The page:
[0015]FIG. 1 depicts an example 10 illustrating the stop-and-wait protocol. Transmitting equipment transmits a first packet to receiving equipment at time t0. Upon receipt of the first packet at time t1, the receiving equipment attempts to decode the first packet from time t1 to t2. The decoding is successful so the receiving equipment transmits an ACK to the transmitting equipment at time t2. The ACK is received at time t3, which corresponds to k time slots after time to. Based on a timing relationship and the fact that the ACK was received k time slots after transmission of the first packet at time to, the transmitting equipment associates the ACK with the receiving equipment to which the first packet was transmitted.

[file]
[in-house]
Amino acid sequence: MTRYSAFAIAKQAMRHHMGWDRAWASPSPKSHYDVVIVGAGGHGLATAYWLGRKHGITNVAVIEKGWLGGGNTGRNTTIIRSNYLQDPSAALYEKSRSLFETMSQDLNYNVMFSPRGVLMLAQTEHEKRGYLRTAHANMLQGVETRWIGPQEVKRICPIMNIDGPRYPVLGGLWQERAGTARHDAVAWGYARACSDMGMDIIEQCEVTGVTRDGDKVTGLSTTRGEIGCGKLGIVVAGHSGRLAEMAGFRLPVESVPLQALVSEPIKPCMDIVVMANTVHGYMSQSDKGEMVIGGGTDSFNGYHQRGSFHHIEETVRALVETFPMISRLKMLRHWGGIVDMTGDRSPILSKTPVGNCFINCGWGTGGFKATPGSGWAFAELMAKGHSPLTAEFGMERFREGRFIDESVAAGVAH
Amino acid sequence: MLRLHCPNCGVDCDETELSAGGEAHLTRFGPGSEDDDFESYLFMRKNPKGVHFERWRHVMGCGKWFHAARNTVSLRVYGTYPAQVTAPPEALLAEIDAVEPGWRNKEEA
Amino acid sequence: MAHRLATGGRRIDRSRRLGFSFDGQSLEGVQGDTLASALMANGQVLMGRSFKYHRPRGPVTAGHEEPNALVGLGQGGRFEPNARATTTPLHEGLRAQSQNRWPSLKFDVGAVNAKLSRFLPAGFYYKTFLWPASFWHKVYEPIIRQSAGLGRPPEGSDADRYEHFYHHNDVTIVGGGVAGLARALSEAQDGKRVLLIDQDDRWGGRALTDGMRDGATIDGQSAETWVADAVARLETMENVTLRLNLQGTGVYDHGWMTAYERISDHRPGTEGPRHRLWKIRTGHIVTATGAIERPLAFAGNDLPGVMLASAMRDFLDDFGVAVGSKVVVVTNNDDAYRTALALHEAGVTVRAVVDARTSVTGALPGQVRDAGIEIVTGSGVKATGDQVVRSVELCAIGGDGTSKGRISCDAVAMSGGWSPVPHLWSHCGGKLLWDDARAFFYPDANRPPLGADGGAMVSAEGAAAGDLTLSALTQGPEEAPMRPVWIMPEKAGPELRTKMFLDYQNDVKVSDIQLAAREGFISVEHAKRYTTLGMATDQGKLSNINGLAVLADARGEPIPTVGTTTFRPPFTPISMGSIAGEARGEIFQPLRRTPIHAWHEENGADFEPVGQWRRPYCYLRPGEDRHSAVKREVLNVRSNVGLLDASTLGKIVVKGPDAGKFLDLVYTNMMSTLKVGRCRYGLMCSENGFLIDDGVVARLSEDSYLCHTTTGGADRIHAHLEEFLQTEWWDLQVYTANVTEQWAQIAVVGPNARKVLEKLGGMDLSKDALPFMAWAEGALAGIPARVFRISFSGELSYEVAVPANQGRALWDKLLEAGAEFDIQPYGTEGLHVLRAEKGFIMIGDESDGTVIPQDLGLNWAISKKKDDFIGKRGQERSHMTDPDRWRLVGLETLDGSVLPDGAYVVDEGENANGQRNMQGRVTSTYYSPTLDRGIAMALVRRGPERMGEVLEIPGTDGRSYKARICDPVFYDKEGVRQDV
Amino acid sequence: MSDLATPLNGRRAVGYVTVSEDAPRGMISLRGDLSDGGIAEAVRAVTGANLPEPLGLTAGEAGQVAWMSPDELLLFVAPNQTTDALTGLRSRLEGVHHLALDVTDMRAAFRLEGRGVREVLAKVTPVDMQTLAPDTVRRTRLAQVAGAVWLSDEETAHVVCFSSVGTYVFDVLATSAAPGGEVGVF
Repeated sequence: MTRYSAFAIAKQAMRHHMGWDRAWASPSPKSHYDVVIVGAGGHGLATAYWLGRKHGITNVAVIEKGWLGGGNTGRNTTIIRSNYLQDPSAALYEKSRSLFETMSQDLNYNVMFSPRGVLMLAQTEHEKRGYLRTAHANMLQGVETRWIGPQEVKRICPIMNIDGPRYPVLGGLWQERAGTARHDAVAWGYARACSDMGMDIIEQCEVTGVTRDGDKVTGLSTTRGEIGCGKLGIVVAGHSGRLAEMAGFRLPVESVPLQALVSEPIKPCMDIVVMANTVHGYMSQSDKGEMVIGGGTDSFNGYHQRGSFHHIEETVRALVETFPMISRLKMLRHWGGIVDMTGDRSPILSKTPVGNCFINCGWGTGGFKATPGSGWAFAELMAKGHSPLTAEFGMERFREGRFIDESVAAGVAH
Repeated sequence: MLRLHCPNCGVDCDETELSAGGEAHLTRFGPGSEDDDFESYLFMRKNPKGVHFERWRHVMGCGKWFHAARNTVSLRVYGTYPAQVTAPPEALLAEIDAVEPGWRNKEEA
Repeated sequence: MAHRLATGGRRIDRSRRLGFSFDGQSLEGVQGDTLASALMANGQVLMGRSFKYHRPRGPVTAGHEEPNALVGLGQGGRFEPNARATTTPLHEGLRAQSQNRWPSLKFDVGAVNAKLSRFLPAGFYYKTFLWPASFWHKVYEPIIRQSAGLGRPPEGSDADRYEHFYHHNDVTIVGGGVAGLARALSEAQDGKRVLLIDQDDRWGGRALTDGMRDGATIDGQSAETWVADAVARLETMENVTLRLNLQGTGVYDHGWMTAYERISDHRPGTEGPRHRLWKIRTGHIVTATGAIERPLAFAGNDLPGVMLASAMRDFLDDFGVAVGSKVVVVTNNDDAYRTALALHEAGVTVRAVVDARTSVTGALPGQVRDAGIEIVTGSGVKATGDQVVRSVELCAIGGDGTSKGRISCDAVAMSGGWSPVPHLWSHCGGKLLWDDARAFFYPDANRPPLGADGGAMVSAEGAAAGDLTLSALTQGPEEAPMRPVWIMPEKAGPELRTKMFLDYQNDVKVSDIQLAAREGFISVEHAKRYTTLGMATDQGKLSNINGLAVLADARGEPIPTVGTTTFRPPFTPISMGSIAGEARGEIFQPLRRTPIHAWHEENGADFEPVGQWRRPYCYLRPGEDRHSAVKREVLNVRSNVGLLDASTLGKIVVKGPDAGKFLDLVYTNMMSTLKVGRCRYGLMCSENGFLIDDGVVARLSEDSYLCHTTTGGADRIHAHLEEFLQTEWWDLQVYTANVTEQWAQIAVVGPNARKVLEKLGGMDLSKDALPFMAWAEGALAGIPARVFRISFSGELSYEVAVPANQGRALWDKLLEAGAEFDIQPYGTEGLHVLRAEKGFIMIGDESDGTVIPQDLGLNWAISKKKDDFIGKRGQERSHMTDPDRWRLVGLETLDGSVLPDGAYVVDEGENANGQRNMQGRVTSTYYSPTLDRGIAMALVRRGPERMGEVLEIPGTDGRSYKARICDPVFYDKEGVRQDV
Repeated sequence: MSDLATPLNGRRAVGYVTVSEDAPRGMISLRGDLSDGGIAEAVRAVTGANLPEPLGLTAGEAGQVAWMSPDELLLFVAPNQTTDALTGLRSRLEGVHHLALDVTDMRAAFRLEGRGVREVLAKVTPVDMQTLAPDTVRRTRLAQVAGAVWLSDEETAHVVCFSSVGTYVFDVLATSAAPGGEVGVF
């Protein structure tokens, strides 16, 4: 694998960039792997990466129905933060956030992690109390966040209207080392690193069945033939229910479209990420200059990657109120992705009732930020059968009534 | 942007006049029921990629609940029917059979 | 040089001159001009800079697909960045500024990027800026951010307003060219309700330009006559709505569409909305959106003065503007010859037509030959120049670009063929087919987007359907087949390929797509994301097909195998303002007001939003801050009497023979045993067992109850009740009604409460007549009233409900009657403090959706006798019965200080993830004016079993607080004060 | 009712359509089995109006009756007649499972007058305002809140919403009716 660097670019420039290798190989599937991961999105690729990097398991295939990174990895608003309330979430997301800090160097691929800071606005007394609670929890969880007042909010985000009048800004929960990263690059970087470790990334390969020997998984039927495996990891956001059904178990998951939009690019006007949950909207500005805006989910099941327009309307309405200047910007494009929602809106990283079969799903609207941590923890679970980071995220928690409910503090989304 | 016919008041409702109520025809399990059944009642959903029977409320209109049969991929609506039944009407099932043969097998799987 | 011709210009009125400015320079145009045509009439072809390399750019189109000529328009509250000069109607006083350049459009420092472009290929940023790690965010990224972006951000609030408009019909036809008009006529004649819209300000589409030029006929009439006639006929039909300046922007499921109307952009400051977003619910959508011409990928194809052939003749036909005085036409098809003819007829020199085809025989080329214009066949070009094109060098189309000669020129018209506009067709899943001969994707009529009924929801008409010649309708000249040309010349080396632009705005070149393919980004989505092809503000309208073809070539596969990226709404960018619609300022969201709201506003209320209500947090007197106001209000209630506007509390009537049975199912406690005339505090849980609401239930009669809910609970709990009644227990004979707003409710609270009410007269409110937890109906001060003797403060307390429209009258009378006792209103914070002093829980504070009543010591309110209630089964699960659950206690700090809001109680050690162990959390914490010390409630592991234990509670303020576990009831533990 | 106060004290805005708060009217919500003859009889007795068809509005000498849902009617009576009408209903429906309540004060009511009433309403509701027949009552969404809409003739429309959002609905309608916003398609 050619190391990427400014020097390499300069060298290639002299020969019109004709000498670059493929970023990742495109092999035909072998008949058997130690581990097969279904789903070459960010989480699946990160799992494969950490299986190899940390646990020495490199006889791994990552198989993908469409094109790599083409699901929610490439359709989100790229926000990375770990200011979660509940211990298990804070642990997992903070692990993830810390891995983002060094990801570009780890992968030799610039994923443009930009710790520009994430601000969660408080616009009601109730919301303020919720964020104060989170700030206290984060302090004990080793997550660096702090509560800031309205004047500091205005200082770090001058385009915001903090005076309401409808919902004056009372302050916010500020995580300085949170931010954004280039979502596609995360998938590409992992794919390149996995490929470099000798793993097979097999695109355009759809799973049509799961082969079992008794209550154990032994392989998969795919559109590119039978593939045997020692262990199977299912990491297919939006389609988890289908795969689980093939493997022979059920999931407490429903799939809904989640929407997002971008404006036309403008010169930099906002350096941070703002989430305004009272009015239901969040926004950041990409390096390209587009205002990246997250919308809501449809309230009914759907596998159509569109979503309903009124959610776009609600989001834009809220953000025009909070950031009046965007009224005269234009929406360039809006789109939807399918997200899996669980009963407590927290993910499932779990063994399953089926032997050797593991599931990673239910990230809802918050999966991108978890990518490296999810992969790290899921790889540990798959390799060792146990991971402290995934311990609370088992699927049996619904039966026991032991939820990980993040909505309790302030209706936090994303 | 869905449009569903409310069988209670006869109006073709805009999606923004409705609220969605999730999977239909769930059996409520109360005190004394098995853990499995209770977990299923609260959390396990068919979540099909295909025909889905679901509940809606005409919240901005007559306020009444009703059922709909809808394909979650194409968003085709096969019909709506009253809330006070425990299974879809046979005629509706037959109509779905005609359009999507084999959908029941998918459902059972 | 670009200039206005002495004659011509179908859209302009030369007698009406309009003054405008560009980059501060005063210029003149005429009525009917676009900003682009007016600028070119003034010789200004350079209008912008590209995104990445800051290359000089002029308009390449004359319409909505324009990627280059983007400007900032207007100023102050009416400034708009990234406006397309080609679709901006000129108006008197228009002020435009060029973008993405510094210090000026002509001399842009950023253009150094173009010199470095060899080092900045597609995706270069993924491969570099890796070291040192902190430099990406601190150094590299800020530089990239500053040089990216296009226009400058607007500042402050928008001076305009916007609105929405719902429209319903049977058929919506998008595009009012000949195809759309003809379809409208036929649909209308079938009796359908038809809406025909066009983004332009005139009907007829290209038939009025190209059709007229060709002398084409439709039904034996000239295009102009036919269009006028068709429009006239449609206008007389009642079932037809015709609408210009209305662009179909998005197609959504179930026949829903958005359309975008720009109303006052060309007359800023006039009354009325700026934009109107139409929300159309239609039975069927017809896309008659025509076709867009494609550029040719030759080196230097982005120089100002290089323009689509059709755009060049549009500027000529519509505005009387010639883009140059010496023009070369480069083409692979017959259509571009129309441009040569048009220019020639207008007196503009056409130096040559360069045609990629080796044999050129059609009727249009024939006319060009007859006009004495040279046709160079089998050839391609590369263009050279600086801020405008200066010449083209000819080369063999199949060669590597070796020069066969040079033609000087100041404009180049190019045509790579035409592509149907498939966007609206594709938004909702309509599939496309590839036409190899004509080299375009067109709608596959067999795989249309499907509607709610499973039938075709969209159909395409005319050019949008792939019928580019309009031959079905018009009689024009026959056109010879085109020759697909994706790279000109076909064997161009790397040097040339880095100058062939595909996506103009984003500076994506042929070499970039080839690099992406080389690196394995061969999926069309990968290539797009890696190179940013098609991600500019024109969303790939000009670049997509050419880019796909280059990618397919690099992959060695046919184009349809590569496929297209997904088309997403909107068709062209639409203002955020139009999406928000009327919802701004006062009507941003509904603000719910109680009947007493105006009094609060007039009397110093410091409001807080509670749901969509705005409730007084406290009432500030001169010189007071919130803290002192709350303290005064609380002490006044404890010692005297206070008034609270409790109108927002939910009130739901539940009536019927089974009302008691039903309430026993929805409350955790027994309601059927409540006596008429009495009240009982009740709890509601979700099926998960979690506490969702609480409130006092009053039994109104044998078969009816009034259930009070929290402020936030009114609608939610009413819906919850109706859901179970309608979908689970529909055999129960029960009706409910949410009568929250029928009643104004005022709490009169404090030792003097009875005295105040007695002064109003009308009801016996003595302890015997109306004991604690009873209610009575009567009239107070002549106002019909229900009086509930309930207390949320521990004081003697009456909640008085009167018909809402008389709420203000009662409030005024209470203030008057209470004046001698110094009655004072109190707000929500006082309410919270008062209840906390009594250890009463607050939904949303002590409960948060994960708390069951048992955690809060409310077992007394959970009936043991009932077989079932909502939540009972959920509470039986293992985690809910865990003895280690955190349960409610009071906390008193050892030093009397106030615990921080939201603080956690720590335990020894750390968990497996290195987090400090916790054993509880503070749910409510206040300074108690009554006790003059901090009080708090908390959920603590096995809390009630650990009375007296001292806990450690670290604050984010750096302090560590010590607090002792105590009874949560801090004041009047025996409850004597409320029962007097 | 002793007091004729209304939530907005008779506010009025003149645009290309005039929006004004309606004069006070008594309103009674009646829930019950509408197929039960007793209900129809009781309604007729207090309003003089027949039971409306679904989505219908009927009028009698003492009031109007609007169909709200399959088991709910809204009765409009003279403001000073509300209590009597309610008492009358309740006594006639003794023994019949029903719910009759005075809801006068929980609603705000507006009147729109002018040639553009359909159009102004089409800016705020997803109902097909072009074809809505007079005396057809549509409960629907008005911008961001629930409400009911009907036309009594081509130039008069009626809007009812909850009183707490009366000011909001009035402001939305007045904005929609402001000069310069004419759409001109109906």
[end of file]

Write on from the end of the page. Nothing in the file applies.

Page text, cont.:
[0016] Upon processing the ACK, the transmitting equipment determines that the first packet was successfully decoded by the receiving equipment. Accordingly, at time t4, the transmitting equipment transmits a second packet. The second packet is received at time t5. This time the receiving equipment is unable to successfully decode the second packet. Accordingly, the receiving equipment transmits a NACK at time t6. The NACK is received at time t7, which corresponds to k time slots after time t4. In response to the NACK, the transmitting equipment re-transmits the second packet at time t8, wherein the re-transmitted second packet may or may not be channel coded in the same manner as the first transmission of the second packet. The re-transmitted second packet is received by the receiving equipment at time t9, which corresponds to j time slots after time t6. Based on the timing relationship and the fact that the packet was received j time slots after transmission of the NACK at time t6, the transmitting equipment determines the received packet is a response to its NACK transmitted at time t6, i.e., a retransmission of the second packet.